Do you make it clear on your assessment of that individual that you have applied the 0T tax code and that you have assumed that they do not have any personal allowance left, but that if they do, they would be entitled to reclaim it, asked Clifton-Brown. Newbury replied that HMRC’s work is with the engaging organisation, not the individual. If the public sector body has the information, HMRC will then write out to the contractors to say that they might be due a refund, ‘but the information has not been there to enable us to do that’. She also said there is no way HMRC can advise clients or make sure that companies advise them that this is the way their tax has been treated.

Alternative approaches

Craig Mackinlay
asked why HMRC had opted to deal with this through public and private sector employers rather than getting HMRC to ‘go to the source’, and use their powers to investigate all those PSCs, which ‘everybody knew were not operating as they should for very many years’?

Jim Harra replied that the reality is that without an army of tax inspectors investigating workers all the time, this was not a practical way of doing things. Moving the responsibility elsewhere in the labour chain is more effective. Understanding how we make best use of intermediaries such as employers is part of the future of tax administration, added Harra.

Most public sector engagers told HMRC that they did not have to change the rates that they paid contractors as a result of the measure, said Harra.

Mackinlay asked if HMRC have a ‘lighter touch’ approach with the public sector than with the private sector. Nicole Newbury replied: “Absolutely not.”

HMRC research

Commenting on HMRC’s research, Meg Hillier was annoyed that in the section about impacts of the reforms on contractor recruitment and rates, every time HMRC come up with a figure, they say, ‘but the majority disagreed’. “But some of the minorities that were having problems with recruitment and rates are quite significant. For example, a fifth of sites [a site was a public sector organisation that only dealt with contractors on one particular location] and a third of central bodies reported that it had been more difficult to fill contractor vacancies since April 2017. Similar proportions of sites, 21 per cent, and central bodies, 25 per cent, agreed that it was harder to recruit contractors with the right skills since the reform, but, you say, the majority disagreed.” HMRC’s Nicole Newbury said the economic turbulence at the moment means has been difficult for HMRC to drill down further into particular sectors.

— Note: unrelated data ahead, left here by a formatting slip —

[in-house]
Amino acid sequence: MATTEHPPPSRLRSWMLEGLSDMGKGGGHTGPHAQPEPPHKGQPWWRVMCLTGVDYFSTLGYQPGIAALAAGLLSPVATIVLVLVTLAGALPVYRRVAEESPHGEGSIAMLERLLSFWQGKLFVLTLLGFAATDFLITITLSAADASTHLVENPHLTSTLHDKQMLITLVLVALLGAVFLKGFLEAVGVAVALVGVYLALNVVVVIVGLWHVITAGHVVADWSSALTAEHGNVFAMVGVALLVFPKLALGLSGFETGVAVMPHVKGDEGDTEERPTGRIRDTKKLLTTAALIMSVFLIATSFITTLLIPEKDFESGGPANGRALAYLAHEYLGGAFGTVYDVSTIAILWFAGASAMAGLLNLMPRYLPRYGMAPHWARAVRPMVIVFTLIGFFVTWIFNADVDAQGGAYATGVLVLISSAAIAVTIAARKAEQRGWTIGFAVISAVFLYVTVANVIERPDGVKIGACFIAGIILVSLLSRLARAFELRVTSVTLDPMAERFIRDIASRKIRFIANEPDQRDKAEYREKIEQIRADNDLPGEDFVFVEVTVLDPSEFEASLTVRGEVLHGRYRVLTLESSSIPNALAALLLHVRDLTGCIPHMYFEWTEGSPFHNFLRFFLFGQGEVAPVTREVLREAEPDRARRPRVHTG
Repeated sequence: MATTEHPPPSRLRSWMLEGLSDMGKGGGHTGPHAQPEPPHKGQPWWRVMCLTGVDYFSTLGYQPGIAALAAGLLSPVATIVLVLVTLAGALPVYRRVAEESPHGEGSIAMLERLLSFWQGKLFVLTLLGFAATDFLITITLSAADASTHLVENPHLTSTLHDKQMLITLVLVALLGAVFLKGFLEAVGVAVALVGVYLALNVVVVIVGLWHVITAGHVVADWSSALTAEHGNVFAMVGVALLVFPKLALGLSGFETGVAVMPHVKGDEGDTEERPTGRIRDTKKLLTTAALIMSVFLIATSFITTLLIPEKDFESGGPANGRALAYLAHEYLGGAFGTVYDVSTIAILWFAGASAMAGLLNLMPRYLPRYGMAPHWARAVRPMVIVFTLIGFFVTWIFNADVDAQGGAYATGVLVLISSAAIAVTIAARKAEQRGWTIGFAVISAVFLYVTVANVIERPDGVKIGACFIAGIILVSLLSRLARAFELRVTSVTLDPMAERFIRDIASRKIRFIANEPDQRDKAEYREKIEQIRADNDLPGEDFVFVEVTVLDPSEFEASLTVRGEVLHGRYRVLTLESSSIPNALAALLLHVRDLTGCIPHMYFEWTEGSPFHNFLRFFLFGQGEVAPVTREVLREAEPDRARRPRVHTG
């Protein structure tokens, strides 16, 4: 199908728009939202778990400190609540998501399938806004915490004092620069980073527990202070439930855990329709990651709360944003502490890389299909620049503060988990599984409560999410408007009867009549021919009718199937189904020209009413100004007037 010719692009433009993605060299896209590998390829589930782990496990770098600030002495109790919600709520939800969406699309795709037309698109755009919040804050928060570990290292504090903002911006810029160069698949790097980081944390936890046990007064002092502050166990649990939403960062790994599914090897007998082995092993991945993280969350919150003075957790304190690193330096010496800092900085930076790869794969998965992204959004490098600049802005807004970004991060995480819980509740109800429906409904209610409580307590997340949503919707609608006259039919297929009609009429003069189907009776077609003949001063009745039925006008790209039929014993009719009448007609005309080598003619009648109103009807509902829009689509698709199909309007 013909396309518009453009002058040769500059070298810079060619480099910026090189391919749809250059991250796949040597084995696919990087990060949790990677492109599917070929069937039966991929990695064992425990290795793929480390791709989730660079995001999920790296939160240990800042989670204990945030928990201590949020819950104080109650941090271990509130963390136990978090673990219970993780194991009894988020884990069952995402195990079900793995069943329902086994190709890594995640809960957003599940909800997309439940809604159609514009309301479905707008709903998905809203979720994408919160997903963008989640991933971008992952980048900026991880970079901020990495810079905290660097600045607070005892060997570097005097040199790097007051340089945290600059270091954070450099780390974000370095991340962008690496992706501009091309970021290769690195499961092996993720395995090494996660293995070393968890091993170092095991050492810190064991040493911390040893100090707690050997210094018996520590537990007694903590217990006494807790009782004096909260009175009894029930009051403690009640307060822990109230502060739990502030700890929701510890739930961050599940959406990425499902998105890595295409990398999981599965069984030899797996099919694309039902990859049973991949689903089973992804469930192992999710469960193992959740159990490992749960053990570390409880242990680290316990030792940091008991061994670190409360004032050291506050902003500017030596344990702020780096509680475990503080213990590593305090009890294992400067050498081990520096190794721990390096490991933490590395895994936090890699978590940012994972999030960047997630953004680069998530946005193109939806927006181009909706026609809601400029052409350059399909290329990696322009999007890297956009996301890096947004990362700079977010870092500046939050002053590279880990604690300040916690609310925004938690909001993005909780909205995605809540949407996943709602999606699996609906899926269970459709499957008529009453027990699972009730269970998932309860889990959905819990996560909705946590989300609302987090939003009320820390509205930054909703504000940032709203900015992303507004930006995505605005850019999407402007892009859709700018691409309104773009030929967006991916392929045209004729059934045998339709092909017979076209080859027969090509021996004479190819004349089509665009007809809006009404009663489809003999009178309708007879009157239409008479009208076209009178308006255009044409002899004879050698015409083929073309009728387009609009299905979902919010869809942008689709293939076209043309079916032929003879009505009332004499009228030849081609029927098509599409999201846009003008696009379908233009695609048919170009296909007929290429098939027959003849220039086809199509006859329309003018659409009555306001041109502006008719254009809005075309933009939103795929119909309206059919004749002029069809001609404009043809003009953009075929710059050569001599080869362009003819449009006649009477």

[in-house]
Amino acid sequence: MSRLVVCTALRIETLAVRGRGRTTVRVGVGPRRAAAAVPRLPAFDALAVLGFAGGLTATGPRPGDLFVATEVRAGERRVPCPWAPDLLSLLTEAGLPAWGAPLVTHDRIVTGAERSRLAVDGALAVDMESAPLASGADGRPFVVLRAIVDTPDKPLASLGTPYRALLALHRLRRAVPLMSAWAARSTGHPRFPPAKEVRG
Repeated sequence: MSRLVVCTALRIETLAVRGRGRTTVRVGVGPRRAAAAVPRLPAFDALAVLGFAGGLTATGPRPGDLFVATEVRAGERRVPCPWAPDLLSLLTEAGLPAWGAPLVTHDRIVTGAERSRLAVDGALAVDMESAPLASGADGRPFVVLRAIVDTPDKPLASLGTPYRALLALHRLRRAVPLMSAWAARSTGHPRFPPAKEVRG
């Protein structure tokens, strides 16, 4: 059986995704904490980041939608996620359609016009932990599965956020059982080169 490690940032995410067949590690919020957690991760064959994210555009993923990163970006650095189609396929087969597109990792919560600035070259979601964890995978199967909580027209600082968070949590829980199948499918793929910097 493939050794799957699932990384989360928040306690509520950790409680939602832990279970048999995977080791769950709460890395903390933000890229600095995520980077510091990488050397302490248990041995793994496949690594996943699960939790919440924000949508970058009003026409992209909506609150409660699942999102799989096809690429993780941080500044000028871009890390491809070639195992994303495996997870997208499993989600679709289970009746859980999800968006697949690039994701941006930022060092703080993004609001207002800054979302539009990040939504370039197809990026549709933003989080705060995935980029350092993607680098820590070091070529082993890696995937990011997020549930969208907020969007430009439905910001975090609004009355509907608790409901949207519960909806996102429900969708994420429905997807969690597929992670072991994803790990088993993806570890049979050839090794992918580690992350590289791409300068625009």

Future reforms and CEST

Is it HMRC’s intention to have all employing businesses within the scope of these rules over time, including small businesses, asked Craig Mackinlay. Jim Harra said the Government has no plans for any further reforms here. It means there is now a cadre of PSCs that still have the obligation that is small enough for us to police, in a way that just was not practical for us when we had a quarter of a million of them to look at.

On CEST, Mackinlay observed that one of the reasons HMRC gave the committee for why it all seems to be working well and why blanket bans by the public sector in particular are not happening is that you are getting great usage of the CEST indicator tool. Do you think that some people just keep trying it, maybe changing their contract slightly and trying the tool again to try to get the answer they want, he asked.

HMRC’s Pete Downing replied: “I suspect there is a degree of that behaviour in there, where people are iterating the facts that they have put into CEST to try to get the answer they want. One of the steps we took with CEST - a delivery decision that we made - was not to attribute back to the taxpayers or engagers that are using it. That was to forestall any sense that we were using it to track people, to encourage use of the tool.” When we get the decisions in the Court of Appeal cases that we are waiting for now, we will look at whether the CEST tool needs to be changed, said Harra, but HMRC sometimes calibrate the CEST tool based on first-tier tribunal decision.

Meg Hillier said the committee’s report on this inquiry may be out by Easter

The transcript is here.

By Hamant Verma, CIOT Senior External Relations Officer